Amid the lingering economic aftershocks of the pandemic looms a housing crisis — if millions of people are unable to pay the rent.
After trillions of dollars of stimulus payments, with perhaps more to come, it may seem like the wave of evictions many observers have predicted has been staved off.
The reprieve granted by sweetened unemployment benefits and one-off checks may be short-lived.
Rent is a lagging indicator, he noted, and delinquencies may grow after leading indicators such as consumers’ credit card bills payments (which, admittedly, they don’t need to pay to live) head south.
Said Sullivan, as the lifelines fade: “I believe we will see a ‘delinquency challenge’ in rental housing over the next 12 months.”
Amid such rocky, uncertain and unprecedented times in the U.S., is it time, now, for flexible rent?
Sullivan said renters and landlords — through platform models — can work together to find solutions that have benefits for all stakeholders, keeping tenants in their homes, and ensuring their landlords have stable cash flow.
The FinTech, which offers a platform that helps create customized payment plans that take into account renters’ cash flow situations.
Earlier this month, Till announced that it raised $8 million in a seed funding round.
Common Ground For Tenants And Landlords
The timing of using tech to find common ground between renters and landlords may seem pressing, as there’s roughly $50 billion in rent in the U.S. rental market right now, according to CNN. And, as Sullivan said, people are paying as much as 50 percent of their net income, just on housing alone — easily among their biggest expenses.
In an uneven job market, covering the basic need of shelter is akin to walking a financial tightrope.
“The reality is we have had housing affordability and eviction crises and those existed over the last decade,” said Sullivan. “It’s just become top of mind for our country today.”
The simple reality today for most renters, he said, is that whenever external forces interrupt cash flow or emergency expenses arise, tenants often must decide between, say, fixing their car or paying the landlord.
The current state of the market shines a spotlight on pain points and looming trouble – namely that landlords decide on tenants (and thus underwrite risk) based on the latter’s gross income as they enter into a 12-month lease.
“They basically have no ongoing understanding of how a tenant’s financial life has changed,” said Sullivan, “so they have no way of understanding how to work with a renter.
Strict terms govern the leases themselves: Late fees hit on the fifth of the month — and evictions come on the 15th.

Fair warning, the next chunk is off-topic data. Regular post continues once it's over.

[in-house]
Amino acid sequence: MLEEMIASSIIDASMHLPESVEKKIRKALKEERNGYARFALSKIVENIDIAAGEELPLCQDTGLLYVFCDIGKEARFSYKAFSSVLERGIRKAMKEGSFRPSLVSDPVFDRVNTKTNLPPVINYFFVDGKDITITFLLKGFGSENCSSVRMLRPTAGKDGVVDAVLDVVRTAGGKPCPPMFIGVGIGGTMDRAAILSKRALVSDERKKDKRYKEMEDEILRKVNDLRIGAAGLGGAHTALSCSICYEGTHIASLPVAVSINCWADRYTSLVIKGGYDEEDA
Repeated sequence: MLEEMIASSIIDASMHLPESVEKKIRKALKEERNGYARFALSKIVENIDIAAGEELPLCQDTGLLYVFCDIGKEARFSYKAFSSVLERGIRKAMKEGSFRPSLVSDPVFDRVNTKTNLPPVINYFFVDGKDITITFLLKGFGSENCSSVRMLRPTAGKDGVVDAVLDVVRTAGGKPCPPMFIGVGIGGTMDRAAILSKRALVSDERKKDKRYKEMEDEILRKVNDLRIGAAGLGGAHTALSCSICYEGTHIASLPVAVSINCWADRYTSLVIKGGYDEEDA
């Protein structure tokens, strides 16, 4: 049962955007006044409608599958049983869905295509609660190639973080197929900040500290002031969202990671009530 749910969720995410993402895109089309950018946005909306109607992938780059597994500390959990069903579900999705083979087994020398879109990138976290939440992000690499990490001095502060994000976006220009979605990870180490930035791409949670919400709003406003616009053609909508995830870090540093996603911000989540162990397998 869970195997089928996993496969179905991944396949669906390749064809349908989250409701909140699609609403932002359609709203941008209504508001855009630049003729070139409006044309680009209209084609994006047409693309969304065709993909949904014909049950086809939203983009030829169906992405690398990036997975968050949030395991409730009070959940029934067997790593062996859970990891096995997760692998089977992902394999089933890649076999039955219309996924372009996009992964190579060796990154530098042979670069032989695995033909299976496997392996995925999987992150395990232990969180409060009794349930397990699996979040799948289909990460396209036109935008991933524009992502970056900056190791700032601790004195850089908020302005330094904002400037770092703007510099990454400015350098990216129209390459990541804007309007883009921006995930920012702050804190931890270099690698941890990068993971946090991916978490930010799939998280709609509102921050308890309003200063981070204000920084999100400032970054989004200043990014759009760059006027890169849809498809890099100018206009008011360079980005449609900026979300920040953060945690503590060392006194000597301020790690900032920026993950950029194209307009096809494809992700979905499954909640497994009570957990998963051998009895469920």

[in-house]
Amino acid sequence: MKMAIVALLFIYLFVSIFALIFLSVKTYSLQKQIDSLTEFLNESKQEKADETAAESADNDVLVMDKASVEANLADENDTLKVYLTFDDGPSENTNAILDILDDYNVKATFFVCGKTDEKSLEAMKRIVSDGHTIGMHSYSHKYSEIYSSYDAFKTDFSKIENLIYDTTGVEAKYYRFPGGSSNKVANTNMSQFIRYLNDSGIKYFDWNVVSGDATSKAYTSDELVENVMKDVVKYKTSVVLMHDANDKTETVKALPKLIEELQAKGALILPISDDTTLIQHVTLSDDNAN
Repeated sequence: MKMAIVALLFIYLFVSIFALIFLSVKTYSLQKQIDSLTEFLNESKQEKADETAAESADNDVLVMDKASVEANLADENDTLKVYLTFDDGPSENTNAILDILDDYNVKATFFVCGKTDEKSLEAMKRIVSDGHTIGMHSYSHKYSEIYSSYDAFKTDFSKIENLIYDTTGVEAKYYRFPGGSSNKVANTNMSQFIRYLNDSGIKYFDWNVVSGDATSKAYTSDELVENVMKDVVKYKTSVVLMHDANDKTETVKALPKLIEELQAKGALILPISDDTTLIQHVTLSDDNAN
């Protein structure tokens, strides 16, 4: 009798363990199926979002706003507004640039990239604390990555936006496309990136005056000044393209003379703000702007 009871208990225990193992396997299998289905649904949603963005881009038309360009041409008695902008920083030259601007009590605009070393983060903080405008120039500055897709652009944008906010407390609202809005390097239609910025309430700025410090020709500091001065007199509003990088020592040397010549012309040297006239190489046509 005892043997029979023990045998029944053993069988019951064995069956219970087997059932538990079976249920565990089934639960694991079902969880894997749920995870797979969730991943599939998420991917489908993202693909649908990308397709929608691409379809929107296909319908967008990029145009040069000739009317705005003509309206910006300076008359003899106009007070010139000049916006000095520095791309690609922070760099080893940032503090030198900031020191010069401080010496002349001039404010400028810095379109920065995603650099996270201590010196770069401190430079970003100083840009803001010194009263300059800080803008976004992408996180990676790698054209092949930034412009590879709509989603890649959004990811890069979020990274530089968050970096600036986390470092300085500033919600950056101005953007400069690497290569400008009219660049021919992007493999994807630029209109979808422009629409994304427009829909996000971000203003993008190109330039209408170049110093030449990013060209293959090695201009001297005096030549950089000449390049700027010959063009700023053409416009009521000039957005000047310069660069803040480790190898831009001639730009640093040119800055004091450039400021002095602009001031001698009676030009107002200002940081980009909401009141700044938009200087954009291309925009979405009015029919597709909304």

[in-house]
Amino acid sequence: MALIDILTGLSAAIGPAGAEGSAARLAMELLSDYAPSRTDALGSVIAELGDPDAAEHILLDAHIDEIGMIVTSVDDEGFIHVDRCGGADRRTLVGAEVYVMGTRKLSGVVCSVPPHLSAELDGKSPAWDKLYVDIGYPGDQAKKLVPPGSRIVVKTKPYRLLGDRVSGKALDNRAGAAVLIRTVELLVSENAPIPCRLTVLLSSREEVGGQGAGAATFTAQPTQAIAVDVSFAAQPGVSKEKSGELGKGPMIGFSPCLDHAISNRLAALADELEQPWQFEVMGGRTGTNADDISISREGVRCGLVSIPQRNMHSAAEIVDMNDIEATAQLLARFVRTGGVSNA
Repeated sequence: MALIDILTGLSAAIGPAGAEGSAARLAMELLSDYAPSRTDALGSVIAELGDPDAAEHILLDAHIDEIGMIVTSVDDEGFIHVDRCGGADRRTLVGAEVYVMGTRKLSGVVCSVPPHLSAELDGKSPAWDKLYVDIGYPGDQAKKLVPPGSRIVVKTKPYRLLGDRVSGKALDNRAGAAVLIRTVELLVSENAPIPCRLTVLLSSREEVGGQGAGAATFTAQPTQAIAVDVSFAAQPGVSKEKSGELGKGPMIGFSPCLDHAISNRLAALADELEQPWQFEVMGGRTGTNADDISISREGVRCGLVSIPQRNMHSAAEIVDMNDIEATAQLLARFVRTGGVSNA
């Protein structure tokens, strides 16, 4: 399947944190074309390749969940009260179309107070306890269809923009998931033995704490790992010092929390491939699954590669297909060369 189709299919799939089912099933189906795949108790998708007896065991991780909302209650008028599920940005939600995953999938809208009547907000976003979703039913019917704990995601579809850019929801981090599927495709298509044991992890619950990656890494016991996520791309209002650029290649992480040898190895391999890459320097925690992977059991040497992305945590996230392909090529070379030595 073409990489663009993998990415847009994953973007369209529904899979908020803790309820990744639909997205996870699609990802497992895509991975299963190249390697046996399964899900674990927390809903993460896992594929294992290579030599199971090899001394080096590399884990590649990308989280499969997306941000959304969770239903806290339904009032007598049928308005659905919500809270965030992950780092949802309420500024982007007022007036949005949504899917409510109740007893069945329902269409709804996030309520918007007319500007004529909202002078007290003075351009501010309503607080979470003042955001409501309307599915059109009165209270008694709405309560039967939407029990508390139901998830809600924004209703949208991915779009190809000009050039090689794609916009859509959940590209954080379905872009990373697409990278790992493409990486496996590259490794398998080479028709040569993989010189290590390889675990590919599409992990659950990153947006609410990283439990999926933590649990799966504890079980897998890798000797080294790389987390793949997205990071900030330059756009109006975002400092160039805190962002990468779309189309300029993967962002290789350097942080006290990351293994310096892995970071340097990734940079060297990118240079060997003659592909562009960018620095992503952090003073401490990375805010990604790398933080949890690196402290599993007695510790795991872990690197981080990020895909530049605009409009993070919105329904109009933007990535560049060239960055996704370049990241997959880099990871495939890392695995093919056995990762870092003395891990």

Said Sullivan: “There is no flexibility for how rent is structured and paid and understood. We believe that over the next decade, rental payments will shift towards being flexibly structured within the lease.”
To that end, Till helps underwrite and restructure the rent in partnership with the landlords — who aim, of course, to collect on their rent receivables (Till does not take the owed rent onto its books).
He told Webster that though the use of analytics and customized payment plans — which take into account lumpy income — eviction rates could be cut by 50 percent. The company also has a Rebound offering, which enables renters to begin paying delinquent balances over a set timeframe.
With a nod toward just how lumpy income can be in real life (rather than just looking at gross income), Sullivan noted that consumers who rent their housing have 25 percent month to month income volatility, especially if they work in the gig economy.
Of the platform’s data analytics and algorithms (which also can match renters to various rental communities), “we can look at government assistance (15 percent to 20 percent of Till’s renter base), unemployment support, gig economy support, the side hustle, childcare, alimony…and beyond. So we can look at all of these different cash flows and we can look at how they fluctuate across month and over time and throughout seasonality periods,” said Webster.
Till gets paid by renters who enter into customized payment plans that break rental payments into a series of smaller payments — and in those cases where renters are delinquent by at least one month, the company is paid by landlords.
Working together to avoid evictions has positive ripple effects throughout the economy — beyond just the black marks on credit profiles, noted Sullivan, and the costs incurred by landlords. There’s the societal impact of displaced families, too.
At present, Till’s platform stretches across 15 states and 30,000 units.
About the stimulus increase that may have left renters with a bit of breathing room and what’s to come: During the months of May and June, Till saw a 15 percent increase in net income tied to stimulus checks and a boost to unemployment benefits — but the impact has been fading.
“That’s one of the reasons we believe that rent payment will be off more materially in August and September,” predicted Sullivan.
“For the next year and year and a half, we’ll focus on rent. There’s ways for us to make it a faster, more efficient, better experience for the renter and the landlord partner,” he said, including a (free) rent reporting feature slated to be unveiled in the coming months.